Google Nixes Neighborhood Wireless

Google has turned down a Kansas City, Kan., neighborhood’s plan to tap into Google’s fiber network and create a kind of Wi-Fi cooperative.

Michael Liimatta, co-founder of local nonprofit Connecting for Good, said Google told the groups involved that the idea wasn’t in line with planned licensing agreements for the new product, Google Fiber.

Google says the new service will deliver speeds of up to one gigabit per second, allowing for downloads about 100 times as fast as the national average and uploads 1,000 times as fast.

Google announced in spring 2011 that it was coming to this market, choosing Kansas City over more than 1,100 other communities that begged to be first. Since then, it has said very little about what it is bringing to town.

Connecting for Good partnered with the Rosedale Development Association on the plan to share those speeds among residents of the community, which has several low-income housing developments and no central library or community center.

Adieu Minitel

The French Minitel system, a precursor to the internet, will be shut down tomorrow.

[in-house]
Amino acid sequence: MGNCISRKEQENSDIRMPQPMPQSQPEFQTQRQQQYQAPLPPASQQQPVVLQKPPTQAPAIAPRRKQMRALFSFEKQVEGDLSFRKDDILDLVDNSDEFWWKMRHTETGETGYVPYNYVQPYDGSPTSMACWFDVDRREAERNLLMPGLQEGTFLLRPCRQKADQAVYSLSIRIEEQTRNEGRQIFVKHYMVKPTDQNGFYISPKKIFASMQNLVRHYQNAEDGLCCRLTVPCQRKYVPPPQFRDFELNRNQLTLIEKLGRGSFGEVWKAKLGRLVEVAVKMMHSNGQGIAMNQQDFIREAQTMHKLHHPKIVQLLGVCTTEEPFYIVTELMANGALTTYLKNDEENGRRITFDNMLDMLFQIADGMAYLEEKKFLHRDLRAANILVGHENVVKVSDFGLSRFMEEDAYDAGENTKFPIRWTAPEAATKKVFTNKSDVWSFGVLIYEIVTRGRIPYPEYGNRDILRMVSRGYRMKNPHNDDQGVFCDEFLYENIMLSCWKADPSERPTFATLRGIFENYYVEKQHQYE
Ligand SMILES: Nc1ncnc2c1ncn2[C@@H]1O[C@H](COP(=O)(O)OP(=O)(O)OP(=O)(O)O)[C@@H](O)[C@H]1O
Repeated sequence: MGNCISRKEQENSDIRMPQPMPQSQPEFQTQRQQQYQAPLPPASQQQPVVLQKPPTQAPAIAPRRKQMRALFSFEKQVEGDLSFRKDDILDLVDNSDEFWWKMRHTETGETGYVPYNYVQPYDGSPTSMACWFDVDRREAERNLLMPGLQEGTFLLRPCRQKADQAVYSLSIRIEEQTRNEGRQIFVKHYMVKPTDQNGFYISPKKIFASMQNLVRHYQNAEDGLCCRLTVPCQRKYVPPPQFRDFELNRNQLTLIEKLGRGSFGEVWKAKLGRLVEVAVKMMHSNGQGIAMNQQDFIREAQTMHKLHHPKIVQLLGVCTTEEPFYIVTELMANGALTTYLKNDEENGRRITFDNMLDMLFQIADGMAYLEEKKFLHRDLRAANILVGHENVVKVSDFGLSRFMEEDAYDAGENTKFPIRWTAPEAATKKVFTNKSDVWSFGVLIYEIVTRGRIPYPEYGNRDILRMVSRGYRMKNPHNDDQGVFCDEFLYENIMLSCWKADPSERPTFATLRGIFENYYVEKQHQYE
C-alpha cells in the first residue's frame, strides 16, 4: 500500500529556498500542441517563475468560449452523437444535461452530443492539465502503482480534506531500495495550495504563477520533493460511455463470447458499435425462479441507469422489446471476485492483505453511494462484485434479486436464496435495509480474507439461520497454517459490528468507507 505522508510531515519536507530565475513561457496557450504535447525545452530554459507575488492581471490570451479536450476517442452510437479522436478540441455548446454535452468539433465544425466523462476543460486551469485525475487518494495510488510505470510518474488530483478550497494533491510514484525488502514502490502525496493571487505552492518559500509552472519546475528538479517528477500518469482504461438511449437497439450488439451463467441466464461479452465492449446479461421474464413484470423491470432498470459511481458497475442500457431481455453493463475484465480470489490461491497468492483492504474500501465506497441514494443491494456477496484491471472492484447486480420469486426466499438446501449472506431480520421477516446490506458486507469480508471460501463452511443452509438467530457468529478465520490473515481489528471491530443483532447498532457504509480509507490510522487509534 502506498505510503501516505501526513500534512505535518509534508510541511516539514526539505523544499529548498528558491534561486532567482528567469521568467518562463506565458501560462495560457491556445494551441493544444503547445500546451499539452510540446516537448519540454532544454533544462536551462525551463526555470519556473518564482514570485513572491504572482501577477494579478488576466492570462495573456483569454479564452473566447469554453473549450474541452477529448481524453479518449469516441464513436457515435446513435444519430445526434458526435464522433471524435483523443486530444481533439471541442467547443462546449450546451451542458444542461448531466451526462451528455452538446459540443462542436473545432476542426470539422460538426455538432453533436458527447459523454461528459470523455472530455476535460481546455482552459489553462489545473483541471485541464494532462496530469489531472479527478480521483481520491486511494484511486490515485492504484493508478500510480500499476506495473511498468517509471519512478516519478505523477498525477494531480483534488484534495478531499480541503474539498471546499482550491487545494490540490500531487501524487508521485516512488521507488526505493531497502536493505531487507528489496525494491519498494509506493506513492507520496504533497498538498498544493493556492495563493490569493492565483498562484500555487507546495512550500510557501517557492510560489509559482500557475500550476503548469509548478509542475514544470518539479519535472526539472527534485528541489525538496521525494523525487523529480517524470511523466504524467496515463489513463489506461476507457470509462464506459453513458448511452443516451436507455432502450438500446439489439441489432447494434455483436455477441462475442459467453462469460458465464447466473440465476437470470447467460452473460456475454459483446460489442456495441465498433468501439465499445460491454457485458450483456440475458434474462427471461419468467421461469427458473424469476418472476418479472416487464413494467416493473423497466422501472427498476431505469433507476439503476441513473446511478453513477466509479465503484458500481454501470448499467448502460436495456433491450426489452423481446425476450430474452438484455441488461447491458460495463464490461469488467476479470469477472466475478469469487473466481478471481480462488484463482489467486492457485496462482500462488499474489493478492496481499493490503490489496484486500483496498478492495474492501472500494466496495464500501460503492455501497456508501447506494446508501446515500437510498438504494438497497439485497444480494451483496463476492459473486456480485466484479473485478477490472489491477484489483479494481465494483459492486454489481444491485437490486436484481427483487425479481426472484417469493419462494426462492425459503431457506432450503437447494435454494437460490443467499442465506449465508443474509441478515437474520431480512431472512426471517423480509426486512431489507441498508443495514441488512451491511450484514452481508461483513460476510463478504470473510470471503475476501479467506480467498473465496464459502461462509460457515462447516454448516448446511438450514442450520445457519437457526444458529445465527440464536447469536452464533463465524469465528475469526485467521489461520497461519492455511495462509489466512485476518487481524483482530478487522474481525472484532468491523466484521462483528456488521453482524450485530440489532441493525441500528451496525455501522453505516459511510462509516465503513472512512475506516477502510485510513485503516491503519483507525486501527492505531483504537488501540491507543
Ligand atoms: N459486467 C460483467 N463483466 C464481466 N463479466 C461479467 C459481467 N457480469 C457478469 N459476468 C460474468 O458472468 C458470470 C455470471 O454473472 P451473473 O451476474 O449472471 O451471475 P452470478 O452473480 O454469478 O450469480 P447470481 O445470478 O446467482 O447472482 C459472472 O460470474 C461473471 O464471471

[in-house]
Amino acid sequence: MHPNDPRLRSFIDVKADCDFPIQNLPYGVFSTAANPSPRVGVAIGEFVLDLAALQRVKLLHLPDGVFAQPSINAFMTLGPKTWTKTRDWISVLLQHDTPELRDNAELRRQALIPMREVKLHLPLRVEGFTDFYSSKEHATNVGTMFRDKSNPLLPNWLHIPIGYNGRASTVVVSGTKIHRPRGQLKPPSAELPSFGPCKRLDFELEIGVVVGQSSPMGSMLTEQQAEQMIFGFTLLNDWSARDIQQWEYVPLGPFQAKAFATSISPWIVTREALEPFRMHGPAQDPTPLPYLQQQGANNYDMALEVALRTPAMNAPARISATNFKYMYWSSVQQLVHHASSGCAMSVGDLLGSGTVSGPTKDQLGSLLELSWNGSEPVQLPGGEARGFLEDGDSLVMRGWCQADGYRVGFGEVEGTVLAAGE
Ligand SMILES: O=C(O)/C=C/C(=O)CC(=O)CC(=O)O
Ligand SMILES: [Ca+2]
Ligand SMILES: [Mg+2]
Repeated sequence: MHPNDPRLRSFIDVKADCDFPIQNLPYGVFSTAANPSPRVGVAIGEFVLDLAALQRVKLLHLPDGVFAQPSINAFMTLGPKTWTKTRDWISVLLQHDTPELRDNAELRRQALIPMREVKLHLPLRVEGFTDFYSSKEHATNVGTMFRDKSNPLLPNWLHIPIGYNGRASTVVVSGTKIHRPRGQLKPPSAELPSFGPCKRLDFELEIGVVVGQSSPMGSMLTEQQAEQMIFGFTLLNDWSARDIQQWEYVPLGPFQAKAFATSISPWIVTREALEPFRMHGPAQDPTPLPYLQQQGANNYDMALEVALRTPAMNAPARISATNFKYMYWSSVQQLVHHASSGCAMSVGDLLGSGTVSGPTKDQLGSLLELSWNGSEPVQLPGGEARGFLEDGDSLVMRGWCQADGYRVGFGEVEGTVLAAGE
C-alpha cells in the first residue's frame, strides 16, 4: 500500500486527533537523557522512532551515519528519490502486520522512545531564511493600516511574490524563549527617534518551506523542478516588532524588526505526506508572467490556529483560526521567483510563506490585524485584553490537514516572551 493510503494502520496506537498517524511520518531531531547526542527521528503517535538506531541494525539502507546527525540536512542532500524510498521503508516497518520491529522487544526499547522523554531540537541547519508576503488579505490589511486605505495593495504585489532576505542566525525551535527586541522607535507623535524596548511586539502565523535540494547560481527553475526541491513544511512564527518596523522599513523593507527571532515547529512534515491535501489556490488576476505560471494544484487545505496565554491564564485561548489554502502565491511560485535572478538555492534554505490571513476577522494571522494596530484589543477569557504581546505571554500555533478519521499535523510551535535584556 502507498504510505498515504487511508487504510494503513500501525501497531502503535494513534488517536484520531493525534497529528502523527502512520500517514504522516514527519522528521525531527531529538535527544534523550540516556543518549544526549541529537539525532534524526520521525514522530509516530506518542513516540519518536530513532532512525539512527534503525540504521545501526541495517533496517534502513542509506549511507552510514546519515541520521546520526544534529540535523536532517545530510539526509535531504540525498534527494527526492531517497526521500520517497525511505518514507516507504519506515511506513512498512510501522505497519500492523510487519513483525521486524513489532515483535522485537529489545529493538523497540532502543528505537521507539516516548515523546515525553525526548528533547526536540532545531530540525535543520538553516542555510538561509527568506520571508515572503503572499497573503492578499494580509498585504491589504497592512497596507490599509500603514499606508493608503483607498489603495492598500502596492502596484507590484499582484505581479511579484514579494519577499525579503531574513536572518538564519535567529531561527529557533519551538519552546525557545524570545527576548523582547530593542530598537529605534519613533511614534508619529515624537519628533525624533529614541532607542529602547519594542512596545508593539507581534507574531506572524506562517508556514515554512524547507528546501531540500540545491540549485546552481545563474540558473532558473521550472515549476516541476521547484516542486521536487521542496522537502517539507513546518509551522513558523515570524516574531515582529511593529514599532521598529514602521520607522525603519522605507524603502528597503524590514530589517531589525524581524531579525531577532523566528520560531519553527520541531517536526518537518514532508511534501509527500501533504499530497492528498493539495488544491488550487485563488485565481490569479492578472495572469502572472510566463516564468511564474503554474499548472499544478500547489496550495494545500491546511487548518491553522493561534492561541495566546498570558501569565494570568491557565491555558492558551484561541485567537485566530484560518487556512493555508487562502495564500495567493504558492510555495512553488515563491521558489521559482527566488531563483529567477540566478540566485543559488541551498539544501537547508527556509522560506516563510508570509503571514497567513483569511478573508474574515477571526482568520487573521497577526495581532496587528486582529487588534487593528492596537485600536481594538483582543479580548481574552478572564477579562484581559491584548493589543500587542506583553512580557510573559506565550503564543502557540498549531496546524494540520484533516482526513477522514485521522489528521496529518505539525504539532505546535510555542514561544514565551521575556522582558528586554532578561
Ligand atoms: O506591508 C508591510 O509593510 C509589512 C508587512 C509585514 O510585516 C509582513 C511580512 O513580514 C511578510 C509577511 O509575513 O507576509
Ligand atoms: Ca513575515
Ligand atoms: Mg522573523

When the French phone system was revamped in the 1980s, it required new phone numbers to all its citizens. Videotex services, it was said, would be cheaper than printing millions of new phone directories. The PTT rolled out Minitels throughout France in 1982.

The state-subsidized Minitels were in every household. A Teletext system sent the information over broadcast television channels (as Antiope teletext). By the mid 80s, France was far more interconnected than any other nation

The French government said the mass adoption would provide French leadership for the burgeoning, world-wide electronic information business, and establish a world-wide standard for it. Government-owned France Telecom monopolized access and only newspaper companies supplied any content.

The French Minitel system primarily competed with Videotex systems from Britan and Canada.